Tom Temin And is there an average hourly rate for CBP? I guess it depends on how many people are there, but like per person per hour.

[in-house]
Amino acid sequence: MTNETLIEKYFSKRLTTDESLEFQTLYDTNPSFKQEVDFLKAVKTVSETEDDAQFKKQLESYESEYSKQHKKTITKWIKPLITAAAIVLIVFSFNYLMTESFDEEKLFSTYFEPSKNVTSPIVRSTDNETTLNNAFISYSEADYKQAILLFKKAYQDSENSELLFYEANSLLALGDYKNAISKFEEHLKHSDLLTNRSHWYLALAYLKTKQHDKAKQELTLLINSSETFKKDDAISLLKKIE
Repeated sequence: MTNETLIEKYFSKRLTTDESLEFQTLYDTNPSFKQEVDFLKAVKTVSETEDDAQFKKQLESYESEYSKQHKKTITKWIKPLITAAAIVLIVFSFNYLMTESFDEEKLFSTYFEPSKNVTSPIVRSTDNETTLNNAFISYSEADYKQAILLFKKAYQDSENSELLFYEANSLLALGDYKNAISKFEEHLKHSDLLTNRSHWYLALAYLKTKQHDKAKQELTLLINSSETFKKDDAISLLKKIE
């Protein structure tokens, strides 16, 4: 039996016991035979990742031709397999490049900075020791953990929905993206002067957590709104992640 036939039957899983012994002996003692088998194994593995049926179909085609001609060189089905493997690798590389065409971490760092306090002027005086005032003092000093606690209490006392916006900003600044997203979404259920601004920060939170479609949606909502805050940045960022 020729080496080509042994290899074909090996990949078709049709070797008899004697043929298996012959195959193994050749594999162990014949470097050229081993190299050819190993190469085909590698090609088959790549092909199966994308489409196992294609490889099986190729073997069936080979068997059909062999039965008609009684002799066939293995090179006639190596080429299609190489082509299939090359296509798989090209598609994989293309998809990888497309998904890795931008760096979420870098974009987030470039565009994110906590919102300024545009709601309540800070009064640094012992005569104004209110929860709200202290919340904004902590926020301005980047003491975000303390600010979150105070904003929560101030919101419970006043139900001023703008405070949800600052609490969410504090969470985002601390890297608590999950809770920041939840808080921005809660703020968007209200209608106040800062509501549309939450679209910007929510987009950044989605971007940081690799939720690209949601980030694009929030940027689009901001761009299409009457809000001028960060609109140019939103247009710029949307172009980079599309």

Ryan Flanagan That is something that is really tied, to your point, the number of officers that would be required to provide the requested services. And it’s actually tied to the specific salaries and benefits of the officers that would come out to provide those services. But one thing that we do with our interested parties is that, prior to entering into an agreement, we’ll go over general estimates of what costs could potentially look like for that stakeholder. And so that they were very transparent with that with the program stakeholder, and they have a general sense of what the cost could look like prior to submitting a formal request. And so one thing on that note is that we operate, especially for our U.S. taxpayers through appropriated budget, we operate under at least cost principles when it comes to allocating overtime to our officers. When overtime is assigned to our officers, we do it obviously in a way that is at the lowest cost to the federal government and in turn our taxpayers. And what we do is we extend that same courtesy to program stakeholders under RSP when it comes to assigning overtime services so that RSP stakeholders have that confidence that the officers that are coming out at the time they’ve requested to provide services.